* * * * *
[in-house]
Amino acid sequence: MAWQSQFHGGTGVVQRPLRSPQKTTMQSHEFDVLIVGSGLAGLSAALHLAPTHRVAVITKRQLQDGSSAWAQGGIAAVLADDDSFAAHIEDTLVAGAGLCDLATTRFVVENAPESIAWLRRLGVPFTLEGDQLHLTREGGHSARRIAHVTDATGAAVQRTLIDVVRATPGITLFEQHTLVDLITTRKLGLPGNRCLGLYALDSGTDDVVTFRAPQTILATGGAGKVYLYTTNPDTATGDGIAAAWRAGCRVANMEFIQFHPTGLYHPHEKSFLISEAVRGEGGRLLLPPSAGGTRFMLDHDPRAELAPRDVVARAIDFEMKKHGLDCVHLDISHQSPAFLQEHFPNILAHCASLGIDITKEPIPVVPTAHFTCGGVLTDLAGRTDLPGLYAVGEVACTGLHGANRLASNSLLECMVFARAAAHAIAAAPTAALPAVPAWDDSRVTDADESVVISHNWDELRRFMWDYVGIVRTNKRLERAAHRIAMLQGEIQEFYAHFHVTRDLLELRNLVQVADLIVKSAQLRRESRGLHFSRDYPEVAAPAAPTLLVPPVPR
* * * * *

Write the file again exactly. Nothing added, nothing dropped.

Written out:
[in-house]
Amino acid sequence: MAWQSQFHGGTGVVQRPLRSPQKTTMQSHEFDVLIVGSGLAGLSAALHLAPTHRVAVITKRQLQDGSSAWAQGGIAAVLADDDSFAAHIEDTLVAGAGLCDLATTRFVVENAPESIAWLRRLGVPFTLEGDQLHLTREGGHSARRIAHVTDATGAAVQRTLIDVVRATPGITLFEQHTLVDLITTRKLGLPGNRCLGLYALDSGTDDVVTFRAPQTILATGGAGKVYLYTTNPDTATGDGIAAAWRAGCRVANMEFIQFHPTGLYHPHEKSFLISEAVRGEGGRLLLPPSAGGTRFMLDHDPRAELAPRDVVARAIDFEMKKHGLDCVHLDISHQSPAFLQEHFPNILAHCASLGIDITKEPIPVVPTAHFTCGGVLTDLAGRTDLPGLYAVGEVACTGLHGANRLASNSLLECMVFARAAAHAIAAAPTAALPAVPAWDDSRVTDADESVVISHNWDELRRFMWDYVGIVRTNKRLERAAHRIAMLQGEIQEFYAHFHVTRDLLELRNLVQVADLIVKSAQLRRESRGLHFSRDYPEVAAPAAPTLLVPPVPR